Consider the sheer length of the southern African coastline with more than 4000 miles between South Africa, Namibia, and Mozambique it is home to a huge array of diving destinations.  Nestled amongst the exquisite beaches and daring sea cliffs are numerous access points and gateways to an intriguing world beneath the waves.  There is an abundance of choice for Scuba-divers, from the Atlantic’s colder waters on the west coast to the warmer and alluring temperatures of the Indian Ocean on the east coast.

With tempestuous waters and temperatures dropping to 46 degree it is nearly impossible to explore the open waters of Namibia’s coastline.  If you want to suit up in Namibia, you will need to head inland.  Here you will find subterranean wonders, where experienced divers can discover numerous caves and sinkholes.

Dragon’s Breath is the largest underground non-sub-glacial lake in the world and is located 46km from Grootfontein. Named by the explorers who discovered the site, it is believed that the humid air rising from the cave’s opening reminded them of warm breath from a serpent. Other dives sites in Namibia include Lake Otjikoto, Lake Guinas, and Lake Harasib (same area as Dragon’s Breath).

South Africa has the privilege of occupying space in both the Atlantic and the Indian Ocean.

Trending in cold water, Cape Town and Port Elizabeth offer some impressive diving options. To get the best experience out of the colder water dry suits are recommended.

Port Elizabeth is known for its beautiful coastal scenery above the water as well as below. The Avalanche Reef displays incredible topography and densely populated coral reefs.  Nearby, is the Haerlem Wreck site made from the navy frigate that, in its later life, found its purpose as an artificial reef.  Here one can investigate numerous holes, and crevices home to large variety of fish, corals, and sharks.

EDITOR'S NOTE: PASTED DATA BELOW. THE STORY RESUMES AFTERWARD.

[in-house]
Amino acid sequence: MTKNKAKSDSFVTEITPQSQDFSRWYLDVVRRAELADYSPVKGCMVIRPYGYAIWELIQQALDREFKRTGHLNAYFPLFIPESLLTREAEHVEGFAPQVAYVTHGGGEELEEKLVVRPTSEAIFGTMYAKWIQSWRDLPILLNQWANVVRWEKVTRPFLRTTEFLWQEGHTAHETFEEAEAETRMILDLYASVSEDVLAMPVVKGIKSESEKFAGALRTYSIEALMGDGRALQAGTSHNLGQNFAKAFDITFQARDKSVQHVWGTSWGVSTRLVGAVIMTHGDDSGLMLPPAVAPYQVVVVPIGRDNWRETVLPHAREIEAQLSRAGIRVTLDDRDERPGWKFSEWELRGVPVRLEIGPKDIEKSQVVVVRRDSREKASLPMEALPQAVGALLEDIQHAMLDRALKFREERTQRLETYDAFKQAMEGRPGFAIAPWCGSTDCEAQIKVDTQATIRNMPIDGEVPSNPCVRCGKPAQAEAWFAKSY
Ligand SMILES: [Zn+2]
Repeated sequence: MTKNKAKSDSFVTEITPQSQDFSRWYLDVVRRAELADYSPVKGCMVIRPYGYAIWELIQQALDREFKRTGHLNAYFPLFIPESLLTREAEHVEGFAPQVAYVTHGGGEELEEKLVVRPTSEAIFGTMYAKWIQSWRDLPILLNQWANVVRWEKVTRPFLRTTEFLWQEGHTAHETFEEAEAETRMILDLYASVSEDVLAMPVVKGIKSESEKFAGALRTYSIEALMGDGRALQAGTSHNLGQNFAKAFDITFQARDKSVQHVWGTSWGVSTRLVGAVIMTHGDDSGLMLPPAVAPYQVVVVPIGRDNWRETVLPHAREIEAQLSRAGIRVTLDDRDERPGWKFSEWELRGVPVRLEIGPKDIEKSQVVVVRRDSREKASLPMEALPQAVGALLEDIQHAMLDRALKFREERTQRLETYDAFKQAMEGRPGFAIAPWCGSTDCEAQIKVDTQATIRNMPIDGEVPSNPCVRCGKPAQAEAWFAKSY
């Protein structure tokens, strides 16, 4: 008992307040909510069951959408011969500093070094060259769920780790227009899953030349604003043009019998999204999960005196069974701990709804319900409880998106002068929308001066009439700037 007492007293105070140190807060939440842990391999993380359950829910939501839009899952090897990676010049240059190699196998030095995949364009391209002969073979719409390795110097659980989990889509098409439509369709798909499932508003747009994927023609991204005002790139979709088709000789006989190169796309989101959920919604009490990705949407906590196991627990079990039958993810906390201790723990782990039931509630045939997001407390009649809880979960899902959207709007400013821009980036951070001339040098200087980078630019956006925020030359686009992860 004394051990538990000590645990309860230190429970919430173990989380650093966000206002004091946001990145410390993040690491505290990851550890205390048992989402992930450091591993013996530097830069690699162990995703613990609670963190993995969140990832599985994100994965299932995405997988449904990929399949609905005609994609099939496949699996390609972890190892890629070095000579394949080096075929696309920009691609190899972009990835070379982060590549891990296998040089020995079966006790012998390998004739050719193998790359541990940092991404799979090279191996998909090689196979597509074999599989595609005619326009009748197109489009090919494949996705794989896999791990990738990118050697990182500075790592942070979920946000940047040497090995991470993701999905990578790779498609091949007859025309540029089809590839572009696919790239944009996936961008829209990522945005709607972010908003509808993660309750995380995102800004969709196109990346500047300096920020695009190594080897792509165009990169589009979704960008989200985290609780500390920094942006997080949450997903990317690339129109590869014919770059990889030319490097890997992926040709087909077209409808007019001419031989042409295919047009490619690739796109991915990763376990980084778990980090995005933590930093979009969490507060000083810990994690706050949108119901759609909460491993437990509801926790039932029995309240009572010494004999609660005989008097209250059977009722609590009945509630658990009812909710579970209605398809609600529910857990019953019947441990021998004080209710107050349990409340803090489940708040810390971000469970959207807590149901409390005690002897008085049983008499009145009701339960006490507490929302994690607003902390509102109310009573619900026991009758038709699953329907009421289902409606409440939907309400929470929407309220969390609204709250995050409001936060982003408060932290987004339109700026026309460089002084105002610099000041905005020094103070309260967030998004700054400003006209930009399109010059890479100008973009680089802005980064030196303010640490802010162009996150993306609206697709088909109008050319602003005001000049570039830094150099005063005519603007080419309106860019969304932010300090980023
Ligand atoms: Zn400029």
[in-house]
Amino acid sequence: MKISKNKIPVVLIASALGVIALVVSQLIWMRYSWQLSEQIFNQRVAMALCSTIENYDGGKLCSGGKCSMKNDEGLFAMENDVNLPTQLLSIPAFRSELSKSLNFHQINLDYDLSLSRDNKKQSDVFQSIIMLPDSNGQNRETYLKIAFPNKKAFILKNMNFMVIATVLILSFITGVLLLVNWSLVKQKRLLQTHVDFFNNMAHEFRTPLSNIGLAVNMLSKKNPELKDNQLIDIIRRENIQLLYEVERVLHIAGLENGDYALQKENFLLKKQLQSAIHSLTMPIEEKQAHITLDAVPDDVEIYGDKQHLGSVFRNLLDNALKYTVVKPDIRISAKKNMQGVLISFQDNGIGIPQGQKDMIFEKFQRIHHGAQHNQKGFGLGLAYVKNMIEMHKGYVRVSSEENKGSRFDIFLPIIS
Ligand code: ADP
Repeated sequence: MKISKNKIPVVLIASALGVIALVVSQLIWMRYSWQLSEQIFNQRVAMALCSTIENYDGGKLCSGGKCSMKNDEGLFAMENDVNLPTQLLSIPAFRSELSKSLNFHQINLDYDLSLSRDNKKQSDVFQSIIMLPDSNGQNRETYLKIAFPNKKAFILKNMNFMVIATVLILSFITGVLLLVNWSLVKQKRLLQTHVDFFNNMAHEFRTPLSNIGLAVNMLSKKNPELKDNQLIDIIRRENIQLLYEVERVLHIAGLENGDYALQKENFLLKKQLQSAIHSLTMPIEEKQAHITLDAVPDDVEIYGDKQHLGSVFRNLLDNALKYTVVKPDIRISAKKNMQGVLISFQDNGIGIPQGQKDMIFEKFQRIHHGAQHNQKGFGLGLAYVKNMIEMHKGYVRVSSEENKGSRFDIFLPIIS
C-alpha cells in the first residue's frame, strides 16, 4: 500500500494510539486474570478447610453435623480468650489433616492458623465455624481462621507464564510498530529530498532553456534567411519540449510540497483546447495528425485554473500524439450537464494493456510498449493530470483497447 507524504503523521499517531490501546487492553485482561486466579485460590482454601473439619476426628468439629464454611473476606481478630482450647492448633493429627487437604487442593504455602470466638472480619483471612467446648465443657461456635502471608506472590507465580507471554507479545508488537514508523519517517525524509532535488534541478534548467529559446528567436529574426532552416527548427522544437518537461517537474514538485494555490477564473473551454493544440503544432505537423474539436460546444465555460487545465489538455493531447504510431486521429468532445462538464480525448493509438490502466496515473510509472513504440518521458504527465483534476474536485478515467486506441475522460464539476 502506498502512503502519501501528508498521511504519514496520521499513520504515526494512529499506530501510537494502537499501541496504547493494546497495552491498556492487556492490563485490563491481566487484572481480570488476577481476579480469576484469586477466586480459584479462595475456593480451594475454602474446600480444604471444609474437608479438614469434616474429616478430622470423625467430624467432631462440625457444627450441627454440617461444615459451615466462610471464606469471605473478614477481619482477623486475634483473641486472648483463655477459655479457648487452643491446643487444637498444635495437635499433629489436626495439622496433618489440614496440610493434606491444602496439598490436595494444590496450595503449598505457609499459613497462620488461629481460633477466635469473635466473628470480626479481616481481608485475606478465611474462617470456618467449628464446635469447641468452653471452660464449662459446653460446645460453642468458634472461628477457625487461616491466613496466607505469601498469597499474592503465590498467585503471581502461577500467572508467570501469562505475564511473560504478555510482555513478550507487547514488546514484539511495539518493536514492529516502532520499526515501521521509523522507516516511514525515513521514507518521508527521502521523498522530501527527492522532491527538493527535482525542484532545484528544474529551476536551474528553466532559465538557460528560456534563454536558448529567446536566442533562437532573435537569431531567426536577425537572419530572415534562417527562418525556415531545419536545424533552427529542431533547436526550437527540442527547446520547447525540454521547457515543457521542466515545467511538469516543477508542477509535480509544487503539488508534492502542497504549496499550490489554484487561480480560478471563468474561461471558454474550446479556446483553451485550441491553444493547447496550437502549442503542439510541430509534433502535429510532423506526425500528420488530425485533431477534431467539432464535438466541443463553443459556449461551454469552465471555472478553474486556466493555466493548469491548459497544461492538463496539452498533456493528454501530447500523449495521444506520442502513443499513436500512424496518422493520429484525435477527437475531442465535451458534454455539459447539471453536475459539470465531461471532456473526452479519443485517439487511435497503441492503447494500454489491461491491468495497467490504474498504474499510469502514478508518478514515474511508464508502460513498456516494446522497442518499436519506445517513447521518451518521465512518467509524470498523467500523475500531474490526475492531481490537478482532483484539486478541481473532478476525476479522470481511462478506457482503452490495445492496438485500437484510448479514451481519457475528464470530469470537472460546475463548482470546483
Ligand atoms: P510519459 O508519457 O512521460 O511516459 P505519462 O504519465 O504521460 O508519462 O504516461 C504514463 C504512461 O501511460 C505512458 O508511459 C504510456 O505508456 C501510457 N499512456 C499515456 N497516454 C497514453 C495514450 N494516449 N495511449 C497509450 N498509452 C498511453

Along the warmer east coast there are several unique seasonal underwater opportunities.  Sardine Run, from June – July, is one of the largest migrations of marine life on earth.  During this period enormous swarms of sardine travel along the Agulas bank enroute to Mozambique.  The resulting predator feeding frenzy is truly unbelievable.  June through November is ‘Raggie Season’ when Ragged Tooth Sharks are found in relatively shallow waters.  Aliwal Shoal is home to the Cathedral dive site where these nocturnal sharks often congregate.  It is a breath-taking spectacle.   In addition to this seasonal phenomenon, you can regularly see Tiger Shark and Hammerheads! There is always something to be discovered.

Sodwana Bay, situated in iSimangaliso Wetland Park is one of the most pristine diving spots in the world. It is also just a short drive from the uMkhuze Game Reserve. This rare combination of eco-systems is home to the Big 7, including humpback whales and whale sharks as well as the Big 5,  the lion, rhino, elephant, leopard, and buffalo.

Mozambique’s expansive coastline stretches 1616 miles and has plenty of opportunities to explore untouched reefs and protected bays.  With visibility of 30 metres and 72°F water temperature, it is simply a diver dream. Starting in the south just a few miles from the South African border at Ponta do Oura and Ponta Malongane, you will see dolphins, game fish, and a variety of tropical fish.

If Mozambique does not offer enough on the mainland, the islands off the coast take paradise to a whole new level. A dive in the Bazaruto Archipelago will leave you in awe even if you do not spot the resident dugong. Pemba Island is yet another underwater playground with various dive opportunities for all levels of experience.

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